Another essential building block of CED, linking it importantly to the CFSP of the EU and the foreign-policy and defence organisations of the national members of the system of interlocking security institutions in Europe (OSCE-NATO-WEU) and the institutions themselves while structuring the practical reactions to relevant contingencies and utilizing particular functions of CED is the scenario planning approach for potential crises. Willem van Eekelen suggests to "define the options available, identify probable force contributors and compose force packages, including their command arrangements, transport, logistics and communications. When as expected NATO agrees the CJTF concept during its June ministerial meeting in Berlin the scenario planning could extend to the assets needed from NATO to enable quick action while avoiding duplication in building them up" [35].

This approach very much corresponds with John Roper's idea of a 'weaker version' of CED and may turn to be the practical instrument of gathering experience that will give the necessary orientation for a 'stronger version' of CED [36] in the longer term.

Another important issue is of the functions of CED through which particular defence scenarios of dealing with relevant challenges and contingencies are exercised and realized eventually in the field.

In the post-Cold War period the traditional function and the stemming from it tasks of territorial defence remain crucial but gradually the emphasis is shifting to crisis management, peacekeeping, peacemaking, to humanitarian and rescue tasks. The general security orientation of the EU/WEU/NATO countries, the ACCEE, the neutral countries and of Russia/CIS is shifting from collective defence towards collective security [37].

The objective of the military deterrence strategies is not predominantly the adversary (adversaries) but rather the combination of factors that might trigger or hold the dynamics of a conflicting situation escalate into an unfavourable development, a crisis or violent actions.

One should care also of the changing nature of warfare with high technologies and new information capabilities being the essential factors for the processes of restructuring, reorganising and rearming the national and the alliance military complexes.

A new concept of the arms control in Europe is emerging with the Conventional Forces in Europe Treaty (CFE) being considered as an open and developing system to which the new solutions in that sphere would importantly be added [38].

A nascent CED should necessarily reflect all these trends in the security, military, arms control and armaments production fields.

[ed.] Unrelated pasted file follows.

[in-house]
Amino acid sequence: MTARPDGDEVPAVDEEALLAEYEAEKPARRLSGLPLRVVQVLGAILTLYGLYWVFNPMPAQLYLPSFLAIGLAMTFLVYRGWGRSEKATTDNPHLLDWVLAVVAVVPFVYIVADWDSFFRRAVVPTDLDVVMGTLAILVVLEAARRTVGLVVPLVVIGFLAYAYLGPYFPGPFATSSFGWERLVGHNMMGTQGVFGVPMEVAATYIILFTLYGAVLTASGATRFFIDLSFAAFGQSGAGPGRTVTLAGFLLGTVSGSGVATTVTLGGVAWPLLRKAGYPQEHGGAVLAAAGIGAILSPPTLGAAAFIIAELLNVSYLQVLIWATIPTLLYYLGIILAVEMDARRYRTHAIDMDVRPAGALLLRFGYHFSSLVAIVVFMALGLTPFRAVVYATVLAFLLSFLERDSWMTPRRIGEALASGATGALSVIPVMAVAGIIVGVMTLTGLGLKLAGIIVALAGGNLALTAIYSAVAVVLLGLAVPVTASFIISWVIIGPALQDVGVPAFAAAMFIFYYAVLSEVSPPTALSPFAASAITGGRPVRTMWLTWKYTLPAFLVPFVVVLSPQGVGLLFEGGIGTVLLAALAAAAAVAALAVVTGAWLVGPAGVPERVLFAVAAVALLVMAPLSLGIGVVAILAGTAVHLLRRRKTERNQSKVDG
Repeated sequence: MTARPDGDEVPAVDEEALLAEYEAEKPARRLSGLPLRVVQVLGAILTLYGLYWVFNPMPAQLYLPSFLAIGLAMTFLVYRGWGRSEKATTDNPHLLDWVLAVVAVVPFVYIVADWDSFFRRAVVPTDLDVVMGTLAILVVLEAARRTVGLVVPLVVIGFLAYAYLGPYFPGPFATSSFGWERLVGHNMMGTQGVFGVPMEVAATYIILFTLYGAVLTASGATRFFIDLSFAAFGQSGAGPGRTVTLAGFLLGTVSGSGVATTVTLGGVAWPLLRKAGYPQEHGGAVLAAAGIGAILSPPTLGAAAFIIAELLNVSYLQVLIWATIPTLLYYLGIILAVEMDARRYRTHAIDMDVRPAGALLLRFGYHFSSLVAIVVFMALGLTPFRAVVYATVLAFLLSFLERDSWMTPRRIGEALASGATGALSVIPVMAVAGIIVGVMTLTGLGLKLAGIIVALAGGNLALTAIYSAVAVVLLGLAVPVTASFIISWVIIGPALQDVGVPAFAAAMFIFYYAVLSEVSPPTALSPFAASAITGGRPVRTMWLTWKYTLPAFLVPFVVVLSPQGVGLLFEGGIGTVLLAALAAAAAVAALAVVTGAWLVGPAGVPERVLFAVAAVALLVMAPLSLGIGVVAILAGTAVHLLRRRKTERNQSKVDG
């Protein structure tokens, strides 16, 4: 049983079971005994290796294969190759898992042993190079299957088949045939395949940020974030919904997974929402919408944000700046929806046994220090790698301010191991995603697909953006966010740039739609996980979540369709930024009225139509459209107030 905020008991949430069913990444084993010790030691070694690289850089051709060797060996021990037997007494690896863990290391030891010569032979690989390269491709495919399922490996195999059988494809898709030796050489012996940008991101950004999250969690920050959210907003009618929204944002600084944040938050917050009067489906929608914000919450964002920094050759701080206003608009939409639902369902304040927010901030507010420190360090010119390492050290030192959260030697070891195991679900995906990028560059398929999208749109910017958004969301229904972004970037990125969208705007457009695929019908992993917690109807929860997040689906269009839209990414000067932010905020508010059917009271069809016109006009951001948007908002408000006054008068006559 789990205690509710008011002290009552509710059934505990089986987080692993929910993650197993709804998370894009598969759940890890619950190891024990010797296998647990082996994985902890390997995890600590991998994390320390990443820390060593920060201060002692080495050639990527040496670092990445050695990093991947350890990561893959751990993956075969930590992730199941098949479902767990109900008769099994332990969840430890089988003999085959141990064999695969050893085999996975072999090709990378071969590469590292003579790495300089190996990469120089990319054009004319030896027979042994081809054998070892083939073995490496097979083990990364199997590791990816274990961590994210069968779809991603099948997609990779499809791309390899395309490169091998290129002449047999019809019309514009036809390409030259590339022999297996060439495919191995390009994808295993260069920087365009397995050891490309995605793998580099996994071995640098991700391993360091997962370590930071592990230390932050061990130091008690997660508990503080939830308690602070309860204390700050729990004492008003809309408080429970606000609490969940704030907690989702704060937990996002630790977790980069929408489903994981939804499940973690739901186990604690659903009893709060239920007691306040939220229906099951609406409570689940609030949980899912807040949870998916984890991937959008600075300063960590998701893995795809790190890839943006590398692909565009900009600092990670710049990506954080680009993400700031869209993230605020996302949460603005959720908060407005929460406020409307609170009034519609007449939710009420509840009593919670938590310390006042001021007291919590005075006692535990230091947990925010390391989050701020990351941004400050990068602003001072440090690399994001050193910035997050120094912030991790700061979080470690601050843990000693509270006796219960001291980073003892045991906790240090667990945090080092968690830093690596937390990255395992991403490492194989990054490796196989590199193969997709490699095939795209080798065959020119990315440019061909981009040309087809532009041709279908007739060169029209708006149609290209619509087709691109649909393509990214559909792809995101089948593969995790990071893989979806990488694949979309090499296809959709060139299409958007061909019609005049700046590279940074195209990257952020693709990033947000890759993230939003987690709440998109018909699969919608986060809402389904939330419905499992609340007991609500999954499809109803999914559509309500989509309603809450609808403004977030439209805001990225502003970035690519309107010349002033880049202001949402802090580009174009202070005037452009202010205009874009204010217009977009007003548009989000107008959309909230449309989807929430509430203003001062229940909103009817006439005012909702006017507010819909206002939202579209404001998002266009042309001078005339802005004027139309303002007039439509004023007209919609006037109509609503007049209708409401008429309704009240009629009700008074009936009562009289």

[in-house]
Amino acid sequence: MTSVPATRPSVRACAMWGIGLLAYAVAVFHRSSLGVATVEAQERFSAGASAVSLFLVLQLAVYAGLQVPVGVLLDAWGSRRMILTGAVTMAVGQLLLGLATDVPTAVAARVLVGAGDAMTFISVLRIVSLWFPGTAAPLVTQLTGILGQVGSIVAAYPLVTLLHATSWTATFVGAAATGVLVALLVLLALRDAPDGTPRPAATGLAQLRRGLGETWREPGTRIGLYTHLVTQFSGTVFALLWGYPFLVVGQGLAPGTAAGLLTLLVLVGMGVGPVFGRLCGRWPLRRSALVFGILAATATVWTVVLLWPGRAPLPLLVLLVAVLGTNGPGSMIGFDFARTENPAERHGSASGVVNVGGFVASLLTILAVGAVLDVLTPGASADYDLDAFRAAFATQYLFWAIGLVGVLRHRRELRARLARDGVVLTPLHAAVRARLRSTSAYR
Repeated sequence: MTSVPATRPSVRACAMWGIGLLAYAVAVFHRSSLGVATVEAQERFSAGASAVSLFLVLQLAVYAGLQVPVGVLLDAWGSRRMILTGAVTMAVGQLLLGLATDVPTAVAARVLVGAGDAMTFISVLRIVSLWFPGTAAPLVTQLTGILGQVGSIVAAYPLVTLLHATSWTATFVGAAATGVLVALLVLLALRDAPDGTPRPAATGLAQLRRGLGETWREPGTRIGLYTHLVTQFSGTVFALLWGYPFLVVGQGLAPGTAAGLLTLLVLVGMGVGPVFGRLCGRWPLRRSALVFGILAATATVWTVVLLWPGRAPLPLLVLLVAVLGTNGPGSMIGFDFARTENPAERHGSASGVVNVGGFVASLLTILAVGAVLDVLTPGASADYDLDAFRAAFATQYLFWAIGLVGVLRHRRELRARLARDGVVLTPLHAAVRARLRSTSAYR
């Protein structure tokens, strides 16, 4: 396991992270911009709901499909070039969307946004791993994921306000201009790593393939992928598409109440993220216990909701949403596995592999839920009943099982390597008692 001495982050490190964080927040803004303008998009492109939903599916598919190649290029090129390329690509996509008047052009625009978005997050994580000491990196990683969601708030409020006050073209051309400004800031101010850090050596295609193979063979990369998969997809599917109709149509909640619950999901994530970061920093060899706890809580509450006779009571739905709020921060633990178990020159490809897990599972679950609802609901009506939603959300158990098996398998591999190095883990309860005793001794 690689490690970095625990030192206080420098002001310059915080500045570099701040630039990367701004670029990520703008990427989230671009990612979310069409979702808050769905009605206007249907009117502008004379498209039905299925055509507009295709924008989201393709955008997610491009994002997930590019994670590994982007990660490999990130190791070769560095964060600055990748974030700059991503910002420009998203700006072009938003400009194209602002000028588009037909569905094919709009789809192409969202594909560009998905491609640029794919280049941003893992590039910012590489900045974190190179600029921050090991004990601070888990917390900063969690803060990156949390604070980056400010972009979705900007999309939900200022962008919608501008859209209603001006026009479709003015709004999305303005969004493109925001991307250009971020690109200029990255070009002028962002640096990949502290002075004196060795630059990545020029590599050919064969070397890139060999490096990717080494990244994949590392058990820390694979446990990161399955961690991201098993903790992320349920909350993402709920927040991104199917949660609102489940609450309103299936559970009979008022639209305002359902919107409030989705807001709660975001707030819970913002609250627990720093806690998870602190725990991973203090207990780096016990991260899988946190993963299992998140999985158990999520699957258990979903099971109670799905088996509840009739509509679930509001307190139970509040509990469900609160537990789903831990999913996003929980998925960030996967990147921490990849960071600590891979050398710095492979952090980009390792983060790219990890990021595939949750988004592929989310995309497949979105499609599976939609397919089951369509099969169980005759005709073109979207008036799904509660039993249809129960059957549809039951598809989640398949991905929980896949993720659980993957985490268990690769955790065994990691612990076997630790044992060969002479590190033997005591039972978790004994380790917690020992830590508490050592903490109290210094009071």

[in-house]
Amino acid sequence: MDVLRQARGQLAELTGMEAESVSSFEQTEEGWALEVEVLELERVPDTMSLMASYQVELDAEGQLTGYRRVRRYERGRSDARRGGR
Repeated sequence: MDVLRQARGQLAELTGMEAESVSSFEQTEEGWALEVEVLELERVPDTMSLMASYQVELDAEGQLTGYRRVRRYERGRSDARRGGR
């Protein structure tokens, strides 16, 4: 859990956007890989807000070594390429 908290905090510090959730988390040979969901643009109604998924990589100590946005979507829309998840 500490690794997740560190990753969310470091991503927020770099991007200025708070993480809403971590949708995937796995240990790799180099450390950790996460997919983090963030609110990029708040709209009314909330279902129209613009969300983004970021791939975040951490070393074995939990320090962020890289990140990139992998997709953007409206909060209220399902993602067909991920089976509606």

The Final CommuniquŽ of the meeting of the NAC in Defence Ministers Session on 13th June, 1996 in Brussels reminds that "collective defence remains the core function of the Alliance; but today's challenges to our security and to the stability of Europe as a whole are more diverse and more complex than those NATO faced during its first four decades. To meet these challenges we require forces, structures and procedures that can respond effectively to contingencies ranging from collective defence to crisis management and peacekeeping, and contribute to the Alliance's broader approach to security issues" [39].

It is only through the transformation of NATO into an instrument of collective security, with respective institutional support of the interlocking multilateral institutions - UN, NATO, EU/WEU and the OSCE, and with adequate military capabilities - as the established CJTF that the Alliance can respond to the present security challenges, the development of a cooperative relationship with Russia and involve in a more attractive way the non-Alliance members.

Apart of the two functions of the CED - territorial defence and the new missions: peacekeeping, conflict prevention, peacemaking, humanitarian and rescue tasks, a new reading of the role of nuclear weapons and nuclear deterrence in the post-Cold War period is needed to find the right place for the latter in the new defence system of Europe. This is hardly possible to do in depth in this short study, but despite the various concepts and suggestions of the last few years [40] some additional ideas will be shared briefly.

The global issues of nuclear weapons, deterrence and strategic interrelationships will continue to matter as one of the functions of CED. Obviously the difficult problem to be solved is what niche will it assume in the structure of CED.

The Study on NATO Enlargement, the very Alliance Strategic Concept, the final CommuniquŽ of the Defence Planning Committee and the Nuclear Planning Committee of NATO of 13th June 1996 outline the Alliance's position: the main purpose of the nuclear forces of the Alliance is political; NATO has cut down 80 per cent of its European based nuclear forces; they, like the Russian nuclear forces, are not targeted against anyone; NATO's current nuclear posture meets the requirements of the Alliance and in the foreseeable future will not change. The nuclear forces continue to be indispensable for the Alliance and the US nuclear forces committed to NATO provide a vital link between the European and the North American members of the Alliance.